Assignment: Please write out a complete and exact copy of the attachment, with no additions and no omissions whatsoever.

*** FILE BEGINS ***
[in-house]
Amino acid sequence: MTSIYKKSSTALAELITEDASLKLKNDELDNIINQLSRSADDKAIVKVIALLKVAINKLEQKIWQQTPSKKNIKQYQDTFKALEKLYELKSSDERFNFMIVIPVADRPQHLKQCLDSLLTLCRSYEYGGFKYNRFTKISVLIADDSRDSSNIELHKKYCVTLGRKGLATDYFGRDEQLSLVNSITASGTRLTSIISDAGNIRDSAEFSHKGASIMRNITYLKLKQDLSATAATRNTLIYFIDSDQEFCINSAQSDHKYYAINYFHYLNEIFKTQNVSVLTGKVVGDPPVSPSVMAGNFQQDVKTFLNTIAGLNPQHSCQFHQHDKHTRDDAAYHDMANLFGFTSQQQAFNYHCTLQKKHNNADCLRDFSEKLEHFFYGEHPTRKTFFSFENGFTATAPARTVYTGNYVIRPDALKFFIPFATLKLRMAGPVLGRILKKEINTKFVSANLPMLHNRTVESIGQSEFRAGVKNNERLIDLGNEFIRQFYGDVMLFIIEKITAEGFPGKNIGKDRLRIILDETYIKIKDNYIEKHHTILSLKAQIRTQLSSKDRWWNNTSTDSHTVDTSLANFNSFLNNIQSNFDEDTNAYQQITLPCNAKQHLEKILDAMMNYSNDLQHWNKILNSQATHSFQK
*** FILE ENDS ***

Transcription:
[in-house]
Amino acid sequence: MTSIYKKSSTALAELITEDASLKLKNDELDNIINQLSRSADDKAIVKVIALLKVAINKLEQKIWQQTPSKKNIKQYQDTFKALEKLYELKSSDERFNFMIVIPVADRPQHLKQCLDSLLTLCRSYEYGGFKYNRFTKISVLIADDSRDSSNIELHKKYCVTLGRKGLATDYFGRDEQLSLVNSITASGTRLTSIISDAGNIRDSAEFSHKGASIMRNITYLKLKQDLSATAATRNTLIYFIDSDQEFCINSAQSDHKYYAINYFHYLNEIFKTQNVSVLTGKVVGDPPVSPSVMAGNFQQDVKTFLNTIAGLNPQHSCQFHQHDKHTRDDAAYHDMANLFGFTSQQQAFNYHCTLQKKHNNADCLRDFSEKLEHFFYGEHPTRKTFFSFENGFTATAPARTVYTGNYVIRPDALKFFIPFATLKLRMAGPVLGRILKKEINTKFVSANLPMLHNRTVESIGQSEFRAGVKNNERLIDLGNEFIRQFYGDVMLFIIEKITAEGFPGKNIGKDRLRIILDETYIKIKDNYIEKHHTILSLKAQIRTQLSSKDRWWNNTSTDSHTVDTSLANFNSFLNNIQSNFDEDTNAYQQITLPCNAKQHLEKILDAMMNYSNDLQHWNKILNSQATHSFQK